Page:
be mi ni mi zed duri ng the hours or
day pri or to a major competi ti on.
Meal size. As previ ously
menti oned, large meals take a
long ti me to be di gested and ab-
sorbed. Large meals eaten the
day before an athleti c event
would be acceptable; however,
large meals should not be con-
sumed on the day of an event,
before the competi ti on.
Consumpti on of large pre-event
meals wi ll vi rtually guarantee
that food wi ll sti ll be i n the
stomach and small i ntesti nes at
the ti me of competi ti on. Thi s can
cause mi nor to seri ous di scom-
fort for the athlete. I t i s recom-
mended that pre-event meals not
exceed 1, 000 calori es. O ften the
meal may be only 500 to 600
calori es. For example, a turkey
sandwi ch made wi th whi te
bread, mustard, and a small
amount of lettuce and tomato
would contai n approxi mately
350 calori es. Add a glass of
apple jui ce ( 120 calori es) and a
cup of avored yogurt ( 220 calo-
ri es) and you have a pre-event
meal of almost 700 calori es. A
breakfast of two 6-i nch pancakes
( 200 calori es) , 2 pats of mar-
gari ne ( 90 calori es) , 4 ounces of
syrup ( 100 calori es) , and an 8-
ounce glass of orange jui ce ( 120
calori es) would provi de a total
of 510 calori es.
Beverages. The consump-
ti on of ample quanti ti es of ui d
i n the hours before competi ti on
i s encouraged. Thi s wi ll i nsure
that the athlete does not go i nto
the event i n a dehydrated state.
Beverages such as low fat or
ski m mi lk or frui t jui ces can be
consumed up 2 hours before the
event. Water and sports dri nks
should be consumed 2 hours or
less before the start of the event.
Consumpti on of carbonated bev-
erages should be mi ni mi zed i n
the pre-event peri od as these
types of beverages may result i n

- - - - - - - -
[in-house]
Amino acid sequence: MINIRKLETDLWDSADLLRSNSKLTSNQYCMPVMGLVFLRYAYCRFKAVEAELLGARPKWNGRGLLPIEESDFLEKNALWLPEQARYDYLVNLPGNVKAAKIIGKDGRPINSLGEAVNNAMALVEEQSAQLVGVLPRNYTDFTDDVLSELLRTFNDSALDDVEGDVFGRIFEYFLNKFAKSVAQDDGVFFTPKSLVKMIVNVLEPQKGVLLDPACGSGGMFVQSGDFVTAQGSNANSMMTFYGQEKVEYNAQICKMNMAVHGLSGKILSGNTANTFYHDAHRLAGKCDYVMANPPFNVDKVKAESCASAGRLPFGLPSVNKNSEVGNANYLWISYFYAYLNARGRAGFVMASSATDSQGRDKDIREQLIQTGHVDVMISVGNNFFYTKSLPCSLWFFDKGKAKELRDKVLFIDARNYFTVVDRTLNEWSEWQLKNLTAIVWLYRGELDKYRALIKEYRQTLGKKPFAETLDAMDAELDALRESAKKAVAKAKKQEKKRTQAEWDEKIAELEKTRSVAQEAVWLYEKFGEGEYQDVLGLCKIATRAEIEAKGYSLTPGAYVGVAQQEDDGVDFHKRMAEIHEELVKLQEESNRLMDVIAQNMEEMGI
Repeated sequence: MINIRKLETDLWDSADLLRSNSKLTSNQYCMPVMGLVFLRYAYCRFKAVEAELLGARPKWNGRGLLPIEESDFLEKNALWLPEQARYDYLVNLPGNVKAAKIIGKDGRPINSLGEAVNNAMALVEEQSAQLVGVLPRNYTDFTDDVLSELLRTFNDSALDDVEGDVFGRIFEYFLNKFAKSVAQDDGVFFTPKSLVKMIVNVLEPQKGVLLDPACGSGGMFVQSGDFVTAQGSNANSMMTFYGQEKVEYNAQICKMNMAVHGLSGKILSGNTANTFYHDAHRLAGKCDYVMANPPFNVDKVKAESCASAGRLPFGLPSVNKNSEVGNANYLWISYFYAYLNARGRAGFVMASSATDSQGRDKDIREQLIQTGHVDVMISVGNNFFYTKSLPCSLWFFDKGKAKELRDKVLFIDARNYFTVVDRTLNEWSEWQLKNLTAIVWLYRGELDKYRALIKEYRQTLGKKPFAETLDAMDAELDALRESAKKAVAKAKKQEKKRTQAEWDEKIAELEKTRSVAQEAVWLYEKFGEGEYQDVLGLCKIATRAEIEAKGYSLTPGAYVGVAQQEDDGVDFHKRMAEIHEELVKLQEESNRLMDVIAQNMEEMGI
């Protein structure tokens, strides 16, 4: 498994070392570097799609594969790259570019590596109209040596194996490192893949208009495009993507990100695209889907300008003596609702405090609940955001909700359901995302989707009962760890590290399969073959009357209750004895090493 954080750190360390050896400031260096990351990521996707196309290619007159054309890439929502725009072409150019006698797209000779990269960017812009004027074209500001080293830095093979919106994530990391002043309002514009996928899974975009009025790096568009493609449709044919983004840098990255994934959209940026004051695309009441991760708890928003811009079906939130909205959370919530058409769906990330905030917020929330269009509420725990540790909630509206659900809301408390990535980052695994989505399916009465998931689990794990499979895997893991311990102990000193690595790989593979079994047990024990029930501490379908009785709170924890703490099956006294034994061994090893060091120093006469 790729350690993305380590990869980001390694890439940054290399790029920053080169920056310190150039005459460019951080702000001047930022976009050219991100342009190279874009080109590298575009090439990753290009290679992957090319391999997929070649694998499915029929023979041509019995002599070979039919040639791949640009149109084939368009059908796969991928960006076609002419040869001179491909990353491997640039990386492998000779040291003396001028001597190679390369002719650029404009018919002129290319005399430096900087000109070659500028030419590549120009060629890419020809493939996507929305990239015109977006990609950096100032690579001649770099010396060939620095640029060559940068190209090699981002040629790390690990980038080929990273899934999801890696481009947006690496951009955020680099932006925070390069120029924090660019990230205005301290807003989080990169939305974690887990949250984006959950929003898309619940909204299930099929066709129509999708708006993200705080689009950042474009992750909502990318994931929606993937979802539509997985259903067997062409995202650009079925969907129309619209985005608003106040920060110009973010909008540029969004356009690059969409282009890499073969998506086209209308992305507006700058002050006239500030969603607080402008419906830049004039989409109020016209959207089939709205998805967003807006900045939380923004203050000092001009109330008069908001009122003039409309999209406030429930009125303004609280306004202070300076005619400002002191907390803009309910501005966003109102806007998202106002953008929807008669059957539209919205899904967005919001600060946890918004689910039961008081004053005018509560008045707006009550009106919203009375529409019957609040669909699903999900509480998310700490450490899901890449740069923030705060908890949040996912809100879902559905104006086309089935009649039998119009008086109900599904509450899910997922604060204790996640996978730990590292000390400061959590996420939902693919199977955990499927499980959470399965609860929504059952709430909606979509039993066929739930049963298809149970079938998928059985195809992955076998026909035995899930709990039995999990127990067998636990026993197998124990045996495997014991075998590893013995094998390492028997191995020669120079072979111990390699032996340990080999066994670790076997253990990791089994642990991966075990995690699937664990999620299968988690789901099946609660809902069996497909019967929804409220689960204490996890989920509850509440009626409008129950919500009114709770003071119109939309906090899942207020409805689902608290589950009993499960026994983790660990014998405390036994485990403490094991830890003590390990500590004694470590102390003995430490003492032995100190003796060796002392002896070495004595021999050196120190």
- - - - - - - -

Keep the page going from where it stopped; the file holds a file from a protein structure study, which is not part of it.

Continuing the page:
excessi ve belchi ng and stomach
di scomfort before exerci se.
Consumpti on of caffei ne-con-
tai ni ng beverages such as coffee,
tea, and cola also should be
avoi ded duri ng thi s ti me.
Caffei ne has a di ureti c acti on
Table 3. Adverse Symptoms of an Improper Pre-Event Meal
Nausea Vomi ti ng
I ntesti nal cramps Flatulence
Belchi ng Di arrhea or the urge to defecate
Low blood sugar Dehydrati on
that can i ncrease uri ne output
and possi bly contri bute to dehy-
drati on. Caffei ne consumpti on
also can i ncrease the frequency
of defecati on. Alcoholi c bever-
ages should be avoi ded. Alcohol
has a di ureti c acti on si mi lar to
caffei ne. I n addi ti on, alcohol
consumpti on beyond mi ni mal
amounts can have adverse ef-
fects on performance.
Adverse Effects of
Improper Pre-Event
Meals
I mproper pre-event nutri ti on
can harm the athlete i n several
ways. These are outli ned i n Table
3. I f meals before competi ti on are
taken too far i n advance or are
low i n carbohydrates, then the
athlete could go i nto the event
feeli ng hungry and perhaps wi th
blood sugar values that are lower
than opti mum. Low ui d con-
sumpti on i n the hours before an
event can result i n the athletes
bei ng dehydrated. Thi s would ad-
versely i nuence performance,
especi ally on hot, humi d days.
Most adverse effects of pre-event
meals are associ ated wi th food
sti ll remai ni ng i n the stomach and
i ntesti nes when physi cal acti vi ty
begi ns. Thi s food can cause nu-
merous gastroi ntesti nal problems
as outli ned i n Table 3. All of
these si de effects could cause the
athlete to perform less than opti -
mally. Even i f symptoms are not
severe, the athletes performance
i s probably bei ng compromi sed.
Robert E. Keith, Professor, Nutri ti on and Food Sci ence, Auburn Uni versi ty
Trade names are used only to gi ve speci c i nformati on. The Alabama Cooperati ve